• A1. random noise attack We conceive an adaptive attack of corrupting fingerprint extraction. Randomly insert noise with different SNR to the audio in the process of query. Forcing the \({x^ * }\) to bypass the defense, and successfully attack the ASR, and the perturbation is not easily perceived by the human. In Fig. 6, according to audio quality theory, when SNR is above 70, it belongs to high-fidelity quality audio. When \(SNR=0\), the noise has the same energetic value as the original audio, so when SNR is below 0, the original audio is almost flooded with noise. We also test the success rate of the audio AEs with added noise under different level (refers to SNR). The results show that when SNR is larger than 25 dB, the adaptive attack could achieve same attack success rate as the original attack. Under these settings, our defense could still get an effective DSR rate. Under SNR=0 setting, although our DSR rate reach a lower level, the auditory imperceptibility of the audio AEs would be very poor which is unacceptable for the adversaries (audio AEs in previous work never reached such a low SNR).

When Noise-SNR>0, the SRoA and DSR are rapidly recovering to their maximum value and keep it and the SRoA, in other words, DSR displays a comparable consistency. Though large noise decreases the DSR value but also decreases SRoA, which diverts from the adversary’s target. So it is impossible to achieve superior SRoA while trying to break our defense. However, when the Noise-SNR value gradually increases, for IRTA and DS attacks, SRoA is rapidly recovering to its maximum value and keeping it except IRTA attack recovery is slower and the DSR value sharply rises and then gently drops until it becomes peaceful. Since Mini-Librispeech is a dialogue-based dataset and it contains a lot of blank frames, when inserting noise, it will fill the blank and become more helpful to the extraction of fingerprints. It can be deduced that joining appropriate noise can improve the robustness of our method. The query of containing noise does not undermine our defenses, on the contrary, it leads the defense system more sensitive and robust.

Fig. 6
figure 6

Adaptive attack: Different noise-snr to disturb the extraction of fingerprints. Noise-SNR indicates the noise of different SNR. The smaller Noise-SNR means higher noise level

  • A2. proportion of fake queries attack Moreover, we noted above that some adversaries use “fake queries” to develop a fake query history. In this section, we evaluate the impact on the defense system for different proportions of “fake queries” (\({p_{fake}}\)). Table 3 plots the results. It also can be intuitively understood from Fig. 7. As observed, there is a critical threshold \({p_{fake}}\) for the defender: once \({p_{fake}}\) exceeds this threshold, the DSR drops dramatically. For these attacks, if \({p_{fake}} \ge 60\%\), DSR drops to approximately \(10\%\) or \(0\%\). For CS and DW attacks, the DSR linearly dropped when \({p_{fake}} \in [25,50]\). However, for the other two attacks, this situation does not happen. An intuitive explanation of this can be as follows: \({p_{fake}}\) mainly affects the estimation of the query of interest for defense; yet, the priority of our defense is to distinguish the authenticity of the query, \({p_{fake}}\) tends to have a larger impact on our proposal.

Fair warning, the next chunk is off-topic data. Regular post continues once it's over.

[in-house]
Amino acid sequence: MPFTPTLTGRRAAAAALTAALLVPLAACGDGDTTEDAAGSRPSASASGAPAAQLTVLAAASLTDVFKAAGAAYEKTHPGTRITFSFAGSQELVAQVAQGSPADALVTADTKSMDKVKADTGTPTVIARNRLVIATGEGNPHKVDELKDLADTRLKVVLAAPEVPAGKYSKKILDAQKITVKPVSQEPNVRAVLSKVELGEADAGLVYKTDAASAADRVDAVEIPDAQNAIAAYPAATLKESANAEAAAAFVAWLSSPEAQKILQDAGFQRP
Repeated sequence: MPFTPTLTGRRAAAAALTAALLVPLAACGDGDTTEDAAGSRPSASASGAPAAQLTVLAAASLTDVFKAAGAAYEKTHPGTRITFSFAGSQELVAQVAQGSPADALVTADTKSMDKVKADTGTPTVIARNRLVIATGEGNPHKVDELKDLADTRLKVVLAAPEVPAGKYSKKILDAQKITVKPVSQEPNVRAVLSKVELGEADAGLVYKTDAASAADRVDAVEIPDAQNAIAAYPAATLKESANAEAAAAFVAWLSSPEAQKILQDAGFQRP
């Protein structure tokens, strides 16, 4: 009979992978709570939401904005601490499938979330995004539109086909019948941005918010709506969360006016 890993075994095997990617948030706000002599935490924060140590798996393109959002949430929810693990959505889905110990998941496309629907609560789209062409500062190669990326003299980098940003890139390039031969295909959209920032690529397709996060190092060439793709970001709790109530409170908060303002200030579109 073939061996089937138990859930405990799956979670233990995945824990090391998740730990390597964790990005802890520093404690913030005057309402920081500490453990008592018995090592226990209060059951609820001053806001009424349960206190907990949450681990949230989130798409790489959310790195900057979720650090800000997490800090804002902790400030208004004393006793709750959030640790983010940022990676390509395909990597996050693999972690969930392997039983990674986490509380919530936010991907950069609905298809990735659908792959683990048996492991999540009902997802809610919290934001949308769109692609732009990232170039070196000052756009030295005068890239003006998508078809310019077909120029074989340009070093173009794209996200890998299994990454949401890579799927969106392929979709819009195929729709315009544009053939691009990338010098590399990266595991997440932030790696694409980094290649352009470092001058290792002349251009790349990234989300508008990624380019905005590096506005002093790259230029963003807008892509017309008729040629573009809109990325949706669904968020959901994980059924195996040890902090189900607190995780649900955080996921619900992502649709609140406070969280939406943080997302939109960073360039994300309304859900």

The AE carriers employed by CS and DW attacks are music, while IRTA and DS attacks use conversationally. The fingerprint information of the music is richer than that of the conversational (as can be intuitively observed in Fig. 9). This implies that the fingerprints of music have more features for matching when computing similarity, but conversational has fewer matching features. As the proportion of fake queries gradually increases, the impact on the similarity of music fingerprints is heavier than that of conversational. Therefore, the sensitivity of the two kinds of datasets to fake queries is different. The adversary’s strategy to evade detection would probably be to set up \({p_{fake}}\) to a sufficiently high value (e.g., \({p_{fake}} \ge 60\%\)), but this would dramatically raise the cost of the attack and the number of queries. This increases the cost and pressure on the attackers, as they are uncertain whether they can ultimately obtain a successful AE to attack the target model.

    Fig. 7 shows the effect of \({p_{fake}}\) on DSR.

  • A3. siscussion of other strong adaptive attacks Intuitively, attacker could use other strong adaptive attacks to break our defense. Firstly, the attacker could modify the loss function for generating adversarial examples to include the fingerprint similarity score between the current speech and the speech in the local memory, which could reduce the fingerprint similarity between adjacent submitted speeches then bypass our defense. Secondly, the attacker could apply improved random noise adaptive attack such as EOT method in Chen et al. (2022), which could solve the problem of search direction fluctuations caused by randomness and generate more robust AEs to break the defense. We suggest future advanced defense which is based on audio fingerprint method could focus on these strong adaptive attacks to improve the defense robustness.

Fig. 7
figure 7

DSR as a function of the \({p_{fake}}\)

Robust defense In the random noise adaptive attack and Fig. 6, we found that the appropriate level of noise could help us build a more robust defense system, so we further studied the subtle relationship. In Table 5, we set up six different noise levels. The audio belongs to high-fidelity quality audio when \(SNR>75\) and the noise is extremely slight. Once the noise gradually rises to \(SNR=75\), our defense system can achieve more than \(90\%\) detection success rate for all attacks; when the noise rises to \(SNR=50\), the detection success rate reaches the maximum (and the average is \(93.69\%\)). The noise \(SNR<25\), the noise has become significant, exceeds the threshold, and the detection success rate drops. So, with the noise \(SNR \in [25,75]\), we can build a more robust defense system and achieve a detection ratio of over \(90\%\). Besides, our experiments also proved that the small input noise has a defense effect (Byun et al. 2022).